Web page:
Updated: Election and legal activism

27 02 2019

A week or so ago academics Khemthong Tonsakulrungruang and Björn Dressel wrote at New Mandala about the rise of the courts as the junta’s election approaches.

Their comments were mainly about the Constitutional Court and royal family member and (happy to use the title) Princess Ubolratana’s ill-fated 12-hour effort to become prime minister.

On that case, due in Constitutional Court today, if the court rules to disband the Thai Raksa Chart Party, the proceedings will end. However, if the court goes to an extended trial, then the Election Commission will have prosecutors from the Attorney General prosecuting its case.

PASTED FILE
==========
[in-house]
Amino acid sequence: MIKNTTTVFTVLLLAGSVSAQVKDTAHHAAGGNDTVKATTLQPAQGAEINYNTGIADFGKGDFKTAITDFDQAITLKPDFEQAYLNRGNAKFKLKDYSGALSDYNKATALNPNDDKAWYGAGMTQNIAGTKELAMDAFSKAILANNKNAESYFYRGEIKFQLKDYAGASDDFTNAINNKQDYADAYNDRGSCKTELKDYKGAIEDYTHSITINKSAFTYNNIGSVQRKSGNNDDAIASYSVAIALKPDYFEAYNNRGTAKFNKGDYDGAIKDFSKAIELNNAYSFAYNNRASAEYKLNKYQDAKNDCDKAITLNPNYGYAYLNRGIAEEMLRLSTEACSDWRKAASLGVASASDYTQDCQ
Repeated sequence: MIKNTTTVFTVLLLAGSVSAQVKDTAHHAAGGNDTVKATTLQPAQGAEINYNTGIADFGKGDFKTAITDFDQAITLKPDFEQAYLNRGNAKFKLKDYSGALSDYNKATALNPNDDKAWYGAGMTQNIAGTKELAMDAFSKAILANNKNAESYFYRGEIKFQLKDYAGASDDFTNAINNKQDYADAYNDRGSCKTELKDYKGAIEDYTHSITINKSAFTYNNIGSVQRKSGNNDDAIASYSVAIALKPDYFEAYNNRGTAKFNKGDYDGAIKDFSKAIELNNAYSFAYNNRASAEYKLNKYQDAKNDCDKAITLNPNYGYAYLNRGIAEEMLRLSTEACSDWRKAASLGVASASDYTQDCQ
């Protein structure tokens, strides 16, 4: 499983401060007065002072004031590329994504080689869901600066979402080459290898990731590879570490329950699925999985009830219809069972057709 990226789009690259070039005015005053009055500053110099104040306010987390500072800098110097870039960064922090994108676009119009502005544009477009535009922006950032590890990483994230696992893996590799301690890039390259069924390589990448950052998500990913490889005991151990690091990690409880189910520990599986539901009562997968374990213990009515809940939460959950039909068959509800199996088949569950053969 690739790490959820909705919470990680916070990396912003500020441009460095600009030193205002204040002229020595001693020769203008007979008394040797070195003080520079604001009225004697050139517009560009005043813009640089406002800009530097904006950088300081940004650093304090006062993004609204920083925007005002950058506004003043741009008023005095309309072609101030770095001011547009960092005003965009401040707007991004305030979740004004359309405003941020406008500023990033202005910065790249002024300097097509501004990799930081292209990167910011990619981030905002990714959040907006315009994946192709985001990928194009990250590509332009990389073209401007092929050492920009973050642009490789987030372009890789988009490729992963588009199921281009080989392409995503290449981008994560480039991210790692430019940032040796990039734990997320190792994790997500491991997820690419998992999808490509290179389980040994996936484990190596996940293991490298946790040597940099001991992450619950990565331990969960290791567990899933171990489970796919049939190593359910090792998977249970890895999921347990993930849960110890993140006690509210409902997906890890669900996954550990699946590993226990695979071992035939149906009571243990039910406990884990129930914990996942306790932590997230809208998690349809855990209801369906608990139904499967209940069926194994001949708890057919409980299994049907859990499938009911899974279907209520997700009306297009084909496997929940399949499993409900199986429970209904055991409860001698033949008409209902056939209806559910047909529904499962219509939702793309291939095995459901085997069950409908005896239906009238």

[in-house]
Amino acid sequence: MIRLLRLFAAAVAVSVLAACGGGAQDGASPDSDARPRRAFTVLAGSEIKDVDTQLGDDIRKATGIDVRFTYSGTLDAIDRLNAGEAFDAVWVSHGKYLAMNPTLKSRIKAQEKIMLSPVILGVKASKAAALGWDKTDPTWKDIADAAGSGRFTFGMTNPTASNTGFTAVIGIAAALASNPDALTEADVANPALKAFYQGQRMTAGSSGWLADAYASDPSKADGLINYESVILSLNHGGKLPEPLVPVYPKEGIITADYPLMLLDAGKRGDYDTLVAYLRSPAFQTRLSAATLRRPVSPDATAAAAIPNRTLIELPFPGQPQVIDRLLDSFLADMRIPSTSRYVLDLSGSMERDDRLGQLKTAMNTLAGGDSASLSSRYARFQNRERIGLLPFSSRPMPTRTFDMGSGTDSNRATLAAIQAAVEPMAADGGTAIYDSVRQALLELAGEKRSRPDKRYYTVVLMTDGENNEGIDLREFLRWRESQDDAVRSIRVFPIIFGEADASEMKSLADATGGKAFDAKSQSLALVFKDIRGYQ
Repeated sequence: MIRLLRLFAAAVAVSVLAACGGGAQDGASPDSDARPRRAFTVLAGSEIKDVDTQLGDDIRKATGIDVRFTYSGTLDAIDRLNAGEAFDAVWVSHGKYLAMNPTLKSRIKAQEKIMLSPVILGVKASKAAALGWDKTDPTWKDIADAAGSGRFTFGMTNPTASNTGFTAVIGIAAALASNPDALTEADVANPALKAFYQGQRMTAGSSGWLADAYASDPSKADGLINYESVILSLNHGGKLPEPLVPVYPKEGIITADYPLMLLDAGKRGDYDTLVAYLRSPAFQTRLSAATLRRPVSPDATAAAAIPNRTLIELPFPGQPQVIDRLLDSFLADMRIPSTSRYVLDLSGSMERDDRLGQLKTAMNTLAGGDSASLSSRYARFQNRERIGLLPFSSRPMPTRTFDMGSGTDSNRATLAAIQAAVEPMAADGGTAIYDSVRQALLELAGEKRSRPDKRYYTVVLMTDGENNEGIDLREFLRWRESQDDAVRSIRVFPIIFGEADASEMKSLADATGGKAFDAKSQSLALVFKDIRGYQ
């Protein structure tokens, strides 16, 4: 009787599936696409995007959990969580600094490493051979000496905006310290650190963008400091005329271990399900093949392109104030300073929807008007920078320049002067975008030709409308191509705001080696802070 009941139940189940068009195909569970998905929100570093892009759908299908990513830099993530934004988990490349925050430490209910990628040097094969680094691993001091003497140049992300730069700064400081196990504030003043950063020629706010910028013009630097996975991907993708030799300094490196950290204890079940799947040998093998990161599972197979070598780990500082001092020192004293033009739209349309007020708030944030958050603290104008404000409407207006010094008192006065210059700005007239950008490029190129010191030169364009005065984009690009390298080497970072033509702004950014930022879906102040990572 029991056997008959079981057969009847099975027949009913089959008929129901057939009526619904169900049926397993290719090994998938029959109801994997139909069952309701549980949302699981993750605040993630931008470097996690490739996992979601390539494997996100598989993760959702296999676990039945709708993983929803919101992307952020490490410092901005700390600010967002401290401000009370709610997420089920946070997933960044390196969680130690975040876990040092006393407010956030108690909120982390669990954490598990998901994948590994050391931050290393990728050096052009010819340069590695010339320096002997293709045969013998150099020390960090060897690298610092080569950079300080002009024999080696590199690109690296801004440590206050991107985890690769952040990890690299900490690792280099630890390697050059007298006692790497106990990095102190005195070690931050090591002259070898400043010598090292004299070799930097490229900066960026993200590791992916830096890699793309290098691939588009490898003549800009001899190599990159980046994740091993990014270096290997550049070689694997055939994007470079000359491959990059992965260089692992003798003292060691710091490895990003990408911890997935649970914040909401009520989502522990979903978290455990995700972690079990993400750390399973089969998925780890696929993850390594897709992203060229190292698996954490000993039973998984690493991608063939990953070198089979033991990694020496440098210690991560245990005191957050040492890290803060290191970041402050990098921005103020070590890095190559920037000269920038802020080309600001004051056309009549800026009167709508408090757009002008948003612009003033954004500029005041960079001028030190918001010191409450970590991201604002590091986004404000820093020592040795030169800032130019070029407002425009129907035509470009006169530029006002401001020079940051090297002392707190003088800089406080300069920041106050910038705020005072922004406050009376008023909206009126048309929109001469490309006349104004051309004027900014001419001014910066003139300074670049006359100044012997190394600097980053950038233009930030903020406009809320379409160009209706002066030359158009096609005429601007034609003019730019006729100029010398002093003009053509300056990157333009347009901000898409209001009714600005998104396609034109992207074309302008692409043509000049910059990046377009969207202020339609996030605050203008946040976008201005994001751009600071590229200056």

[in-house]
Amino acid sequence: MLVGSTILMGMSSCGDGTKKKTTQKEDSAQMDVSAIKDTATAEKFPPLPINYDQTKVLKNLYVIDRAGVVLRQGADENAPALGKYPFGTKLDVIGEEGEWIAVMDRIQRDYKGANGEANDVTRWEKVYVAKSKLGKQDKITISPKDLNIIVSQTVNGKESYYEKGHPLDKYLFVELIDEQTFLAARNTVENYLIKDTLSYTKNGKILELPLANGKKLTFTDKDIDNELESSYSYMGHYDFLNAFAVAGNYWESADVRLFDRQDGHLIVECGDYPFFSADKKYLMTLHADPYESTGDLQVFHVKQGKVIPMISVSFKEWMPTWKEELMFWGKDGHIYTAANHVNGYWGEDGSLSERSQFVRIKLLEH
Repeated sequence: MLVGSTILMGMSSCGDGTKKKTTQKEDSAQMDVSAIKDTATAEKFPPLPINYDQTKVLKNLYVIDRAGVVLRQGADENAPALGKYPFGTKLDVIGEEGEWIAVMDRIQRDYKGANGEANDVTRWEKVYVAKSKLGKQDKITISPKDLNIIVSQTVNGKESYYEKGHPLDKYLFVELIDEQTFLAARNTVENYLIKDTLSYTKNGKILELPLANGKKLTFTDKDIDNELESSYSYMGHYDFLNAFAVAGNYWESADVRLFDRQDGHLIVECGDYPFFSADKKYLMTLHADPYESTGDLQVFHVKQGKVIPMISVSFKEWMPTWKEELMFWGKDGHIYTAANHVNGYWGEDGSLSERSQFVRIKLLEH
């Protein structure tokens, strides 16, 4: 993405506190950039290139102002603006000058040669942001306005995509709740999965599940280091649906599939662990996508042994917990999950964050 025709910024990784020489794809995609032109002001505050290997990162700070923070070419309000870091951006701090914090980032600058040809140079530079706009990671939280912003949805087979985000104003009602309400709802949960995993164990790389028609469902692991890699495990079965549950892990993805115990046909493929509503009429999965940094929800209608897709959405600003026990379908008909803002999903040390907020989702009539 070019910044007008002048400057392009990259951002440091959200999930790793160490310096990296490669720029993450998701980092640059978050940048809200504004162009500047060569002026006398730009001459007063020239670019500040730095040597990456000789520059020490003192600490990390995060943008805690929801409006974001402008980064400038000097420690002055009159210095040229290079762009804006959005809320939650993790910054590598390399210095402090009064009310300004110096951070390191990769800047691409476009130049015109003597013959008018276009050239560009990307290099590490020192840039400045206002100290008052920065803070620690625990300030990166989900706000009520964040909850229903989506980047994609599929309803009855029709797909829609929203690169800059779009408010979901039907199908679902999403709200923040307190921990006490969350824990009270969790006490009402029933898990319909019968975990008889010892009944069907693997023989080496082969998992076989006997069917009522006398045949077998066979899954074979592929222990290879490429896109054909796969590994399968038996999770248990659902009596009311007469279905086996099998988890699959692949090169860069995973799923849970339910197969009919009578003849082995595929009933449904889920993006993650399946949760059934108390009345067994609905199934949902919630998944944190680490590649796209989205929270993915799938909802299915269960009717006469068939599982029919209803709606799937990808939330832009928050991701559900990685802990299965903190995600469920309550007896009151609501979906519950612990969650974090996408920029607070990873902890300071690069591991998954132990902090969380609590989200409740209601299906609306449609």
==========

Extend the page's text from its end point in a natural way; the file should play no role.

In the latter case, the decision will take weeks to months to be decided, presenting an opportunity for the court to change the election outcome.

For the Future Forward Party, Thanathorn Juangroongruangkit and two other party officials appeared at the prosecutor’s office over a case brought by the junta under the Computer Crimes Act. Prosecutors decided that they will not again meet until 26 March to consider whether to indict the Future Forward folks. Just two days after the election date, this also allows the judicial process to change election outcomes.

Watch these judicial interventions as politics by another means.

Update: It seems the Constitutional Court has decided to avoid weeks to months and will drop its decision on Thai Raksa Chart in just a week. That is presumably not good news for the party. Indeed, the court stated “that it will base its decision on documents submitted by the EC and the party without having to call in witnesses.”


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